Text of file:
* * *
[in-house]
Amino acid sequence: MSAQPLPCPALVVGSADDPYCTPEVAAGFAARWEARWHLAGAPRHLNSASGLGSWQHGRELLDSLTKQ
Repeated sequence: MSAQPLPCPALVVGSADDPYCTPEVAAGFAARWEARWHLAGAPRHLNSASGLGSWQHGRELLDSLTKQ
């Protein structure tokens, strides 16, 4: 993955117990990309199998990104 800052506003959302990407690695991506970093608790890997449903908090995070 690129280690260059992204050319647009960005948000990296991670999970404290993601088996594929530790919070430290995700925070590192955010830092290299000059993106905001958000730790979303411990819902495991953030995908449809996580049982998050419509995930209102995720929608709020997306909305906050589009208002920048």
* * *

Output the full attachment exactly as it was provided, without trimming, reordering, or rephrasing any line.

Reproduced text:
[in-house]
Amino acid sequence: MSAQPLPCPALVVGSADDPYCTPEVAAGFAARWEARWHLAGAPRHLNSASGLGSWQHGRELLDSLTKQ
Repeated sequence: MSAQPLPCPALVVGSADDPYCTPEVAAGFAARWEARWHLAGAPRHLNSASGLGSWQHGRELLDSLTKQ
């Protein structure tokens, strides 16, 4: 993955117990990309199998990104 800052506003959302990407690695991506970093608790890997449903908090995070 690129280690260059992204050319647009960005948000990296991670999970404290993601088996594929530790919070430290995700925070590192955010830092290299000059993106905001958000730790979303411990819902495991953030995908449809996580049982998050419509995930209102995720929608709020997306909305906050589009208002920048």